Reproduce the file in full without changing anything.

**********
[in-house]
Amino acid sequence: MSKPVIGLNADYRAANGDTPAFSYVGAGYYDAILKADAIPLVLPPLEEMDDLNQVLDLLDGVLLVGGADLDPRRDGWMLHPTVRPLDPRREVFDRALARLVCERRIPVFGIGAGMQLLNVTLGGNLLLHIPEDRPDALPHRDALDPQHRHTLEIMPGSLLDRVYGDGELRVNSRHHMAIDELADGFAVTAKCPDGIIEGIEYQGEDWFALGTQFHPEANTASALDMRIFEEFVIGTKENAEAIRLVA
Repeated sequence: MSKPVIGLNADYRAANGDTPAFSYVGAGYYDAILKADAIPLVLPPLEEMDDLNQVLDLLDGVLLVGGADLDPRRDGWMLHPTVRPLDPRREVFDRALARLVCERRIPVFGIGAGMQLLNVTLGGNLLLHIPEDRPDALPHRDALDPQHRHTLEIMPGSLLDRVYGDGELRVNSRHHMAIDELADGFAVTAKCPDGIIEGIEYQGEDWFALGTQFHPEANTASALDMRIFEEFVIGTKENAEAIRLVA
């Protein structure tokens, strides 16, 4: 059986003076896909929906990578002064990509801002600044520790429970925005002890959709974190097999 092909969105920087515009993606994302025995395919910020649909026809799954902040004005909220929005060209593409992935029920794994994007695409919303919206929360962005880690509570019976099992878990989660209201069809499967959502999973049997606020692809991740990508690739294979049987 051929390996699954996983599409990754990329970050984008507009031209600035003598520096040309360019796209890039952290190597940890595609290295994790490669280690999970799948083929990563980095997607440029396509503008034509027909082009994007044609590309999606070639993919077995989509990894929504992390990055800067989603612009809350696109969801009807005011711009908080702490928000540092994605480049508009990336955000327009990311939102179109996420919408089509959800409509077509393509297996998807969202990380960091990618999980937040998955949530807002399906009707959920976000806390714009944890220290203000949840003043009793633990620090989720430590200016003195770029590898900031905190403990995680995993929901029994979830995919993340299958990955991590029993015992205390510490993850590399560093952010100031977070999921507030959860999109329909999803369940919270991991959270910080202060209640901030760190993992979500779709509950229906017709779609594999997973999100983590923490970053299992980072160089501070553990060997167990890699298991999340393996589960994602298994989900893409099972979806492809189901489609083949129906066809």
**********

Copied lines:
[in-house]
Amino acid sequence: MSKPVIGLNADYRAANGDTPAFSYVGAGYYDAILKADAIPLVLPPLEEMDDLNQVLDLLDGVLLVGGADLDPRRDGWMLHPTVRPLDPRREVFDRALARLVCERRIPVFGIGAGMQLLNVTLGGNLLLHIPEDRPDALPHRDALDPQHRHTLEIMPGSLLDRVYGDGELRVNSRHHMAIDELADGFAVTAKCPDGIIEGIEYQGEDWFALGTQFHPEANTASALDMRIFEEFVIGTKENAEAIRLVA
Repeated sequence: MSKPVIGLNADYRAANGDTPAFSYVGAGYYDAILKADAIPLVLPPLEEMDDLNQVLDLLDGVLLVGGADLDPRRDGWMLHPTVRPLDPRREVFDRALARLVCERRIPVFGIGAGMQLLNVTLGGNLLLHIPEDRPDALPHRDALDPQHRHTLEIMPGSLLDRVYGDGELRVNSRHHMAIDELADGFAVTAKCPDGIIEGIEYQGEDWFALGTQFHPEANTASALDMRIFEEFVIGTKENAEAIRLVA
């Protein structure tokens, strides 16, 4: 059986003076896909929906990578002064990509801002600044520790429970925005002890959709974190097999 092909969105920087515009993606994302025995395919910020649909026809799954902040004005909220929005060209593409992935029920794994994007695409919303919206929360962005880690509570019976099992878990989660209201069809499967959502999973049997606020692809991740990508690739294979049987 051929390996699954996983599409990754990329970050984008507009031209600035003598520096040309360019796209890039952290190597940890595609290295994790490669280690999970799948083929990563980095997607440029396509503008034509027909082009994007044609590309999606070639993919077995989509990894929504992390990055800067989603612009809350696109969801009807005011711009908080702490928000540092994605480049508009990336955000327009990311939102179109996420919408089509959800409509077509393509297996998807969202990380960091990618999980937040998955949530807002399906009707959920976000806390714009944890220290203000949840003043009793633990620090989720430590200016003195770029590898900031905190403990995680995993929901029994979830995919993340299958990955991590029993015992205390510490993850590399560093952010100031977070999921507030959860999109329909999803369940919270991991959270910080202060209640901030760190993992979500779709509950229906017709779609594999997973999100983590923490970053299992980072160089501070553990060997167990890699298991999340393996589960994602298994989900893409099972979806492809189901489609083949129906066809």